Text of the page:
Trish Wiener believes Dannon misled her, and she wants to milk it for all it's worth.
In a lawsuit filed Wednesday in U.S. District Court in Los Angeles, she accuses the yogurt maker of a "massive and comprehensive" false advertising campaign for its Activia, Activia Light and DanActive products.
Dannon promotes them as clinically proven to help regulate digestion and boost immunity because they contain bacteria that Wiener's suit says aren't so special.
"You're hearing these scientific terms and you're thinking that they have come up with something," said the Northridge resident, who owns a catering company. "But the only effect that it had on me was that it tasted poorly."
The suit seeks class-action status and demands that Dannon give refunds to everyone in the U.S. who purchased the products -- an amount that a lawyer for Wiener said could be as much as $300 million.
"Companies are getting more and more aggressive in their advertising claims. They end up playing off people's general fears and concerns," said the lawyer, Tim Blood, with the San Diego firm Coughlin Stoia.
Dannon was able to charge 30% more for Activia and DanActive because of its misleading campaign, Blood said, which means Wiener suffered an "economic injury." Wiener bought the yogurt after seeing the ads and spent "more money" than she otherwise would have, he said.
A spokesman for Dannon, a unit of France's Groupe Danone, said that the company wasn't aware of the suit and that it stood by its claims for its products "and the clinical studies which support them."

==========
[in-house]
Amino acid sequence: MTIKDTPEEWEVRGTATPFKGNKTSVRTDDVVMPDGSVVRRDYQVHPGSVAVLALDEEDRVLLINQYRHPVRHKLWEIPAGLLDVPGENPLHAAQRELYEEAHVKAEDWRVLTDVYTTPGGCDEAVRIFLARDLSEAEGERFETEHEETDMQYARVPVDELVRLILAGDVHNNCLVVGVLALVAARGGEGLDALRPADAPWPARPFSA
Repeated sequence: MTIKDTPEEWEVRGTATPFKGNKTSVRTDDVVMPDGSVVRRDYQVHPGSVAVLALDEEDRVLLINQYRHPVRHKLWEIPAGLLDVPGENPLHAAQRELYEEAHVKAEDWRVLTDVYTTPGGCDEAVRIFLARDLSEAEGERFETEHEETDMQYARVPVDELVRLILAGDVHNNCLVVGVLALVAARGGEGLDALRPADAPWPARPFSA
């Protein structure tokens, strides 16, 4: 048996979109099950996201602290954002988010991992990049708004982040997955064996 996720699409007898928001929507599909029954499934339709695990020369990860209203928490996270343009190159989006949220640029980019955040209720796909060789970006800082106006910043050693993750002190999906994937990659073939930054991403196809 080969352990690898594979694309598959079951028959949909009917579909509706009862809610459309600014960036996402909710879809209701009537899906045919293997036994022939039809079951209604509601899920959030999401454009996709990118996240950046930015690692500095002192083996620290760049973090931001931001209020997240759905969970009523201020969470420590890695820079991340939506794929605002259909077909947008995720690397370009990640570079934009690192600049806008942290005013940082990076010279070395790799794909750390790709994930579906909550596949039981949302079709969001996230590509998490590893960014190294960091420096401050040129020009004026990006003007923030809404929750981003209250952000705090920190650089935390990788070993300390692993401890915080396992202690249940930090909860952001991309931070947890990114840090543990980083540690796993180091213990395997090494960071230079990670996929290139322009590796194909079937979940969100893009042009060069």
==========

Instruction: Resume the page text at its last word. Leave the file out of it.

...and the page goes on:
Wiener described herself as extremely health-conscious and said she bought Activia and DanActive to help her digestive system work smoothly. They didn't, she said. So when a neighbor whose mother is a lawyer asked if she would be interested in pursuing a legal claim, she said she would.
"I don't have time to research everything," she said. "I have to go off the assumption that what I've been told or am reading is what's true."
Her suit was filed days after Merck & Co. and Schering-Plough Corp. pulled their "two sources" TV ads for Vytorin. The drug makers have been under fire since a study revealed that Vytorin didn't reduce the buildup of fatty plaque in arteries as claimed. The study, completed in 2006, wasn't released by the companies for 21 months.
Dannon began marketing Activia and its "bifidus regularis" bacteria in early 2006. In one ad a woman recommending the product to a friend to reduce bloating, suggesting that she try it once a day for two weeks and telling her "it works or it's free." A year later, Dannon launched DanActive, which it said contained "L. casai immunitas," and was clinically proven to help improve the body's immune system.
Sales of Activia grew 48% to $181.3 million in a year and DanActive sales rose 185% to $60 million, according to the trade magazine Brandweek.
Wiener's suit says Dannon's marketing department invented the words "immunitas" and "regularis" and used them because "these names sound scientific."
Class-action suits should be filed when a company makes a scientific claim that is false, said Michael Mallow, a lawyer with Loeb & Loeb in L.A. who hadn't seen the Dannon lawsuit. But "with any industry where there's lots of money at stake, there is a commercial enterprise for lawyers tied to consumer class actions."